Sweaborg and Another Baltic Campaign, 1855

  • Andrew C. Rath


As Allied warships withdrew from the Baltic in December 1854 ahead of rapidly forming winter ice, it became apparent that additional campaigns would be necessary once spring arrived in 1855. By the time the first British warships steamed into the Baltic in April 1855, however, the political structure of Britain had changed dramatically. France’s ambassador in London prior to May 1855, Alexandre Colonna Walewski, had noted in January 1854 that “the chances of a change in the English Cabinet would be greater” if the Crimean War became “prolonged.”1 Nicholas I deemed this “great overhaul in Ministry” from Aberdeen to Palmerston “hardly for the better,” but died in March 1855 before witnessing its consequences.2 The new Czar, Alexander II, and British prime minister, Palmerston, were undeniably different leaders than their predecessors. Yet they initially made few changes to either of their respective countries’ strategies. The Russian Empire once again prepared to defend its coastlines, while Britain continued to assemble a powerful fleet to campaign against them with French assistance. Sir James Graham would no longer directly lead these efforts after tendering his resignation to Palmerston on February 22, 1855, but nevertheless managed to indelibly shape the Allies’ ensuing campaign in the Baltic.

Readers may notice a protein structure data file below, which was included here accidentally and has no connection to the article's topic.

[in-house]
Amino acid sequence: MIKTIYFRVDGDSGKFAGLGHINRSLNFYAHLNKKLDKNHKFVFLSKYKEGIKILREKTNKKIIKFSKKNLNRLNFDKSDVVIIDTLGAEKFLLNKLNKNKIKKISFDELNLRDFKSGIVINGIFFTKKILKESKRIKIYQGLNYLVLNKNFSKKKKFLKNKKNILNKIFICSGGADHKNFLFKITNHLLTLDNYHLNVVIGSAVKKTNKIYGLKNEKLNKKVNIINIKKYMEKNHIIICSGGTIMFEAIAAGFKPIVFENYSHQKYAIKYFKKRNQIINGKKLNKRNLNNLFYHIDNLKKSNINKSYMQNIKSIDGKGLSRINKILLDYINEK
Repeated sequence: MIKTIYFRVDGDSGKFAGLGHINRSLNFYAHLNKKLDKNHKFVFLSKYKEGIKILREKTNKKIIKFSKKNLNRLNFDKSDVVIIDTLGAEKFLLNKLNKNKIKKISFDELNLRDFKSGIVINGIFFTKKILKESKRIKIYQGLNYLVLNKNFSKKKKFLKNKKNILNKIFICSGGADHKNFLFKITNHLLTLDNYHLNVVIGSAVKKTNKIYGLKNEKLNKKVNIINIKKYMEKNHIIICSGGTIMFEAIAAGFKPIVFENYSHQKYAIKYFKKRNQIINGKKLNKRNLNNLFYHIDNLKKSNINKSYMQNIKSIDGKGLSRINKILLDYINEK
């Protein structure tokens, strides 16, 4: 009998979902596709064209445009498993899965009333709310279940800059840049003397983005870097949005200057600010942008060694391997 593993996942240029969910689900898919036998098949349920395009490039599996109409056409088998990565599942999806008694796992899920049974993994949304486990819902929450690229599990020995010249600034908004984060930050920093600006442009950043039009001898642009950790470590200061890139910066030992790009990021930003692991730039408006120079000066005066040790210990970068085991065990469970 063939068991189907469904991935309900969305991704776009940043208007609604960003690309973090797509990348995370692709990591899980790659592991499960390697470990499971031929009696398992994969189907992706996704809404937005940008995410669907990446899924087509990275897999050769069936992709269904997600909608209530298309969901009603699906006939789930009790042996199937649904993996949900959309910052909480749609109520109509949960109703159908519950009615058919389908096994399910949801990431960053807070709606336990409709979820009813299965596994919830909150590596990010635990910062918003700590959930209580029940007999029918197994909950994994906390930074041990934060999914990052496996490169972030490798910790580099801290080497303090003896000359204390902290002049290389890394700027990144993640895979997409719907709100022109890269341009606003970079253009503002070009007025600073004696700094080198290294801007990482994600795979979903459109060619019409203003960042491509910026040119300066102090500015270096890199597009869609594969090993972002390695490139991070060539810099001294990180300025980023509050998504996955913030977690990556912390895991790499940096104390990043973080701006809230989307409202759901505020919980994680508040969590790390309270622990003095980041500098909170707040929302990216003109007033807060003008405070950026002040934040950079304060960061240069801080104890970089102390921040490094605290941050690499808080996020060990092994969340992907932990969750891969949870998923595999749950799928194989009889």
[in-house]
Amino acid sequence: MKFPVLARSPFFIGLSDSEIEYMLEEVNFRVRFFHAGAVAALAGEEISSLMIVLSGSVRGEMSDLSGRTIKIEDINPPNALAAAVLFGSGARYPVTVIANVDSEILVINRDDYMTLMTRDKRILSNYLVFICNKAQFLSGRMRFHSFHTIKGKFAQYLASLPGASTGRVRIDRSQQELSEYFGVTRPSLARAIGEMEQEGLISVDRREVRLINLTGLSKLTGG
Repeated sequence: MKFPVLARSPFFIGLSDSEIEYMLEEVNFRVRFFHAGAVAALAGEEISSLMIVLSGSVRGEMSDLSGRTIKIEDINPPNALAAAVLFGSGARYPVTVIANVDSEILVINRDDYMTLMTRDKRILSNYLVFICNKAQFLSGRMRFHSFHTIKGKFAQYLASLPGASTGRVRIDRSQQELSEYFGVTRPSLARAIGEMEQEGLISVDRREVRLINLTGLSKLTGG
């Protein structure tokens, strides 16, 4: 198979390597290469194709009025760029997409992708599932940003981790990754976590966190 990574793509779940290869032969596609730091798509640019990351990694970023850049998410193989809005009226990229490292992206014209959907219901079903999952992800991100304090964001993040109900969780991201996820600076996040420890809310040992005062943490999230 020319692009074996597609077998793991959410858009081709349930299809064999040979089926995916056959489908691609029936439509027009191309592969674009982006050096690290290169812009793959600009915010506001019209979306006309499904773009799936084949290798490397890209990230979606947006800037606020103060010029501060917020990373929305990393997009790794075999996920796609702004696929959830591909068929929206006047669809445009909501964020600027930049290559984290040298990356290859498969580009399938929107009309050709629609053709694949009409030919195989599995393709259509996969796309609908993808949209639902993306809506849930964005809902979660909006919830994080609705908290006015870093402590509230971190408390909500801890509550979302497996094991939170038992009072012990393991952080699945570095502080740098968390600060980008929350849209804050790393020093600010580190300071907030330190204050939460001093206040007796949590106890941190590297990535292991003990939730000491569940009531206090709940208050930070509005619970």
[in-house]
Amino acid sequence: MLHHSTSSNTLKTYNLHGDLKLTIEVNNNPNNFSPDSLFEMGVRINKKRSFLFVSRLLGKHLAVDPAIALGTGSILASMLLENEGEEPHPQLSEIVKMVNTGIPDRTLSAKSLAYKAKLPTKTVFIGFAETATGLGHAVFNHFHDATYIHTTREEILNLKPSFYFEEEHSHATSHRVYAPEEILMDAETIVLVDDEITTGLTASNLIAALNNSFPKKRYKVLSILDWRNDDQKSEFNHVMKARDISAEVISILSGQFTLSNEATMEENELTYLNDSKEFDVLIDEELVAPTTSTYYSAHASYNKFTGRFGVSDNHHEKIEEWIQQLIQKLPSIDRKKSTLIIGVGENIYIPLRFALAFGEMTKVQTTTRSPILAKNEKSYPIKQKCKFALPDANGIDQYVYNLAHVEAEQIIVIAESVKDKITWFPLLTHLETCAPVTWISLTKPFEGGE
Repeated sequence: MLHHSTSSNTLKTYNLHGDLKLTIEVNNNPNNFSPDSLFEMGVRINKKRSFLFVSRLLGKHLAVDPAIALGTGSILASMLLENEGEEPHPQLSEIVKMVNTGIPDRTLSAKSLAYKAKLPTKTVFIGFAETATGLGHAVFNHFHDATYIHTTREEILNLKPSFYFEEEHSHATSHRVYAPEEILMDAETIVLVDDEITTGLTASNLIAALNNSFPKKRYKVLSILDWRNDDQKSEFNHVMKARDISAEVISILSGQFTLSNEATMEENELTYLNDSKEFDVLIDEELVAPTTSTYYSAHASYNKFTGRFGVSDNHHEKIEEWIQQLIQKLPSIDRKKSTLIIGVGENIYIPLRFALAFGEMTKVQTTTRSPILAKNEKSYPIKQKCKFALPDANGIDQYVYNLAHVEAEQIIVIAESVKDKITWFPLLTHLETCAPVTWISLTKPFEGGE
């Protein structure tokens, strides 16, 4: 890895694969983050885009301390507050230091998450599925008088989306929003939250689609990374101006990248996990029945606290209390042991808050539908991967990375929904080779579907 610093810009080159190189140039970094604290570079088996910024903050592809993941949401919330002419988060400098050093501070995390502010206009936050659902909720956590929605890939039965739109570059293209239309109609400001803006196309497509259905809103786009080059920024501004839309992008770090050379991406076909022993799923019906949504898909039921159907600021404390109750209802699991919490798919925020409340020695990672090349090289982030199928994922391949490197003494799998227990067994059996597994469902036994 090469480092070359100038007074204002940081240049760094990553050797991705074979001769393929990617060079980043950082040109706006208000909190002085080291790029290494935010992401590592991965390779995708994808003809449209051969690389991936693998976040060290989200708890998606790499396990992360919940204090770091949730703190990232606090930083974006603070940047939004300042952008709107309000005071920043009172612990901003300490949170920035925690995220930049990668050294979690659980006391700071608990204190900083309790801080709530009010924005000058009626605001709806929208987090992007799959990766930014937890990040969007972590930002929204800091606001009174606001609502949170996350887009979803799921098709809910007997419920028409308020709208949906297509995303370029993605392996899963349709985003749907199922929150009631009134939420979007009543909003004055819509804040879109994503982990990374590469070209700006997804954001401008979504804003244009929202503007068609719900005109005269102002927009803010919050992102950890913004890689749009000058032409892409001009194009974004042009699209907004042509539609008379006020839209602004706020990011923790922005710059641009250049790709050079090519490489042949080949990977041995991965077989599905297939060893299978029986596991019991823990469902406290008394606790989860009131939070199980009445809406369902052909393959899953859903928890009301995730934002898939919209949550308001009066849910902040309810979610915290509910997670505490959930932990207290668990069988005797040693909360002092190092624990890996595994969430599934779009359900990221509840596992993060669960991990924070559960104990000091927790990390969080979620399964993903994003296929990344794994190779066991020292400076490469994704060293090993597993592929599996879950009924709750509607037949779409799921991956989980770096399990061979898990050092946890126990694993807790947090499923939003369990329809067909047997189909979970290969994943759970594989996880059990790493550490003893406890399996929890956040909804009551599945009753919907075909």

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© Andrew C. Rath 2015

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  • Andrew C. Rath

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